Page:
In 2020, Pro Stock racing turned 50 and Jason Line turned 51. That pairing of class and racer has meant faster speeds created through horsepower and driving skill that has captured the imaginations of so many. In all cases, Line favors the path of technical and mechanical achievement to earn a motorsport victory. Yet the data shows that man and machine have been inseparable on Line’s path to becoming one of NHRA’s iconic racers.
As we reflect back on his 18-year career in Pro Stock drag racing, we can’t help but think Line’s next 20 years in drag racing are only going to get busier and more powerful. There are also rumblings of racing programs on his horizon that will leverage his time out of the Pro Stock driver seat. We’ll all have to stay tuned.
We think of the 6-foot 3-inch Line as an engine builder with a background in NHRA stockers who moved to NASCAR country and worked under the Joe Gibbs Racing flag. We talk about him coming to Pro Stock with a mixture of Minnesota work ethic and Cup Car experience. In truth, Line thinks of himself as part of a series of successful motorsport teams, the kind of person who is able to contribute to a machine to make it do things that others would never think possible. “I have experience in a bunch of different spots,” says Line, “but I don’t know that I’m an expert at anything. Actually, I’m quite sure I’m not.”
“I have experience in a bunch of different spots but I don’t know that I’m an expert at anything. Actually, I’m quite sure I’m not.” — Jason Line
Pinning credit on him may be the only thing tougher than outrunning the cars he works on. “The engines were definitely my personality when we ran them at high rpm (during the carburetor era), for sure,” says Line. “I’m not fond of the current [engine speed] limits.” He explains that KB Racing’s current Chevy Drag Race Competition Engines (DRCEs) are “ a combination of a bunch of effort by a lot of folks.” He won’t accept any more credit than that. When pinned down, he resorts to an analogy any car person can relate to: “In a wheel you’ve got a rim, you’ve got spokes, and you’ve got a hub,” explains Line. “I am probably towards the center of that somewhere for sure, but it’s certainly not all me by any stretch of the imagination. I’m just the only one on the (KB Racing) team that does any talking,” he laughs. “I’m an engine guy who gets to drive the car, that’s what I am.”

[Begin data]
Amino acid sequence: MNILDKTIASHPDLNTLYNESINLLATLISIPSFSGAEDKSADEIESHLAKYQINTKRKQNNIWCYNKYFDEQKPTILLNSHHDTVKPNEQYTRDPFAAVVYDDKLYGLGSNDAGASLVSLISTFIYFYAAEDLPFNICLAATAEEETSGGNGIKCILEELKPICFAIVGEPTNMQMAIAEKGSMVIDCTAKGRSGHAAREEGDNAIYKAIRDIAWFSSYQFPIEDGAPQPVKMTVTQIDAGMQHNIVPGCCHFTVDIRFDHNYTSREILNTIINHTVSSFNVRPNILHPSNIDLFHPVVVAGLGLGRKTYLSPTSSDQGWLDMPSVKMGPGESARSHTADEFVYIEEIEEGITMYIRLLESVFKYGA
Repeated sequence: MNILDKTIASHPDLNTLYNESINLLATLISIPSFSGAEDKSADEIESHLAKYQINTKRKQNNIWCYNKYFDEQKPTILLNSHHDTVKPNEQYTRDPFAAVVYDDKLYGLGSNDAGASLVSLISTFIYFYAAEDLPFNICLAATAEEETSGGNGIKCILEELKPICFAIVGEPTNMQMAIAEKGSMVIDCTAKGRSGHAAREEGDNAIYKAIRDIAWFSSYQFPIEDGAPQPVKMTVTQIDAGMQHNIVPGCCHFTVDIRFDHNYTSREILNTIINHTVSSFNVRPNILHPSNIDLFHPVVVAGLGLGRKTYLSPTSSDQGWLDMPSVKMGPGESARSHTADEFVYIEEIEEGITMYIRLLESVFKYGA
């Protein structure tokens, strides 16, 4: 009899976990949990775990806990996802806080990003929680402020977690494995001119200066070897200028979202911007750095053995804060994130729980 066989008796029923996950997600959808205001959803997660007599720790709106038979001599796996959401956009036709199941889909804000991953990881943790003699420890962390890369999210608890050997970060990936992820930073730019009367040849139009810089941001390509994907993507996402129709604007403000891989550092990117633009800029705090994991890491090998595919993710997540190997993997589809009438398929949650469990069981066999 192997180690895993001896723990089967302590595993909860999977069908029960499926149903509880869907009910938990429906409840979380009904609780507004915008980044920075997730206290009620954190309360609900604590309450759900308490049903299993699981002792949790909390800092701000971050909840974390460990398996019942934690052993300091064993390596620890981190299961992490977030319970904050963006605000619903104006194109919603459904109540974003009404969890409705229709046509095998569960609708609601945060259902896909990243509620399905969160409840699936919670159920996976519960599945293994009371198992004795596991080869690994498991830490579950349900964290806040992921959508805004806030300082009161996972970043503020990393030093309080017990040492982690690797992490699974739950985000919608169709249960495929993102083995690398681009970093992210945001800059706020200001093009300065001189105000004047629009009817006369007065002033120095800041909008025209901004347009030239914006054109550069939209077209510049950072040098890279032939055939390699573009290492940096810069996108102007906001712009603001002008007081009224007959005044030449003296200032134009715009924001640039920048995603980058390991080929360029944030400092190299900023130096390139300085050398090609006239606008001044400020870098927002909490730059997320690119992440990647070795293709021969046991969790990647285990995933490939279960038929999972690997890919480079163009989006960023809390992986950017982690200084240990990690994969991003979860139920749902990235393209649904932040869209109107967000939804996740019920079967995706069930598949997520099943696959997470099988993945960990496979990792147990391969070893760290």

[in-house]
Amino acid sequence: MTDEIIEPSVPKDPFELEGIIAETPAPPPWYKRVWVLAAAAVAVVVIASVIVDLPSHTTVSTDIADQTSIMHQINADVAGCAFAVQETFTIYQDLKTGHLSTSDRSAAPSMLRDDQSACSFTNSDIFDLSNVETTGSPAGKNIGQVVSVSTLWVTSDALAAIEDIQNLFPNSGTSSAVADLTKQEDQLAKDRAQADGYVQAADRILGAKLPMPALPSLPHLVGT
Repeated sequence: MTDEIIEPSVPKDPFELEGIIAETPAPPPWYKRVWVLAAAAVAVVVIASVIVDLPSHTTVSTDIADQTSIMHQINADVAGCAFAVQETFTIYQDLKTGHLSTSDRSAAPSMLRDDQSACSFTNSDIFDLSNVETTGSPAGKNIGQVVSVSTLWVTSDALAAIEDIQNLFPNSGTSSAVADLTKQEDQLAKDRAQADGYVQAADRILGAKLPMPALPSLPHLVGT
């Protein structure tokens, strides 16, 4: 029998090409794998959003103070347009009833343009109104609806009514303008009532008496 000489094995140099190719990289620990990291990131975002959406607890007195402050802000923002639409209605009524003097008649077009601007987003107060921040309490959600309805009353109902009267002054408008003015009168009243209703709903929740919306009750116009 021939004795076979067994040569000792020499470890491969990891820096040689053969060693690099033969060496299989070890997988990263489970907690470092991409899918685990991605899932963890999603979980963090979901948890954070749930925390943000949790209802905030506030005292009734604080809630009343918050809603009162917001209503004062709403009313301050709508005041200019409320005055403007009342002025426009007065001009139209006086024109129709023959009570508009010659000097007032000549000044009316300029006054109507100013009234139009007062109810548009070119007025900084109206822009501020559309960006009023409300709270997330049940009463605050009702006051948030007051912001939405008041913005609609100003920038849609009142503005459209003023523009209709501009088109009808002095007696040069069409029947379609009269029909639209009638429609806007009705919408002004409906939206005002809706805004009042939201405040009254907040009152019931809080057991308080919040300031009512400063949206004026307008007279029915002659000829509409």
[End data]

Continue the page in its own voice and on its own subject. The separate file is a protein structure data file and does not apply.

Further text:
Coming into his final year, Line had success at the first four races with a runner-up, a win, and a pair of semifinalist finishes, “before folding like a cheap tent,” he says at the end of the year. “That happens with me, it’s been my MO for a while. So the closer you bunch (the races) together, the worse I do, no question. Have I done better than I ever dreamed? Yeah, you bet. Could I have done better? Absolutely.”
Line’s personal career highlights all bias toward efforts he contributed to, and rarely from behind the wheel. “My favorite moment was probably when I first started, because I was new to the sport, and watching Greg [Anderson] go 6.67 at Englishtown when nobody else could go faster than 6.72. That was a biggie for me. And when nobody had ever gone 206 mph in a Pro Stock car, and we skipped from 205 mph and went right to 207 mph, that was fun times too.” Line’s mindset gives insight to the accomplishments of his teammates. He is able to enjoy their success as his own, without having to put an overwhelming personal stamp on the achievement. “We were all coming up together. It wasn’t just me. It was Greg, it was being a part of something that was unique and special at the time. We had the right group of folks all together, and each one of us had our attributes that made it all happen. There’s prerequisites to being successful, and in those moments we had enough of them all there to make [history] happen.”
“Jason’s an inquisitive person that looks to make everything he works on better.” —Warren Johnson
Line looks back on his career and says how lucky he was to meet Anderson and team owner Ken Black. “They gave me an opportunity to do something that, you know, the truth is nobody else would have.” What did they see in Line to give him a shot? “My pleasant demeanor,” he says through chuckles. “Ken told me something before I started at KB, he said, ‘I’m not hiring you because I think you’re a good racecar driver. I’m hiring you because I think you can help make our car go faster.’ I’d like to think I did contribute to the car going faster, but the reality of it is we were just the right group together, the right personalities, that we could all put our egos aside enough to go forward.”
What was Line’s advantage as a driver? “I don’t think I had one,” he says. “Maybe it was being the underdog. I don’t think I’m as good a driver as any [of the competition]. I have days where I’m good. I have days where I’m not good. I think I underachieved in that department for sure. It should’ve been more important to me. But it didn’t come as natural for me.”
The next chapter in Line’s life and career will allow him to focus on the parts of the program that he is most curious about, the parts he most enjoys. “When I first started in Pro Stock I wanted to just get my license in the car, that was it. I didn’t plan on spending 18 years of my life making a living as a driver and doing all of this stuff.”
So what will the next 18 years hold for Line? “I’m going to learn some new things that I want to,” he says. “I want to work on some different parts of the engine that I haven’t before, and understand some things that I don’t right now.” He says that’s the cool part about racing. “This science project can go on forever, as long as we’re still selling racing gasoline. There’s a lot to learn for sure, and I’ve got a few things on my list that I’m gonna seek out and try to try to understand better.”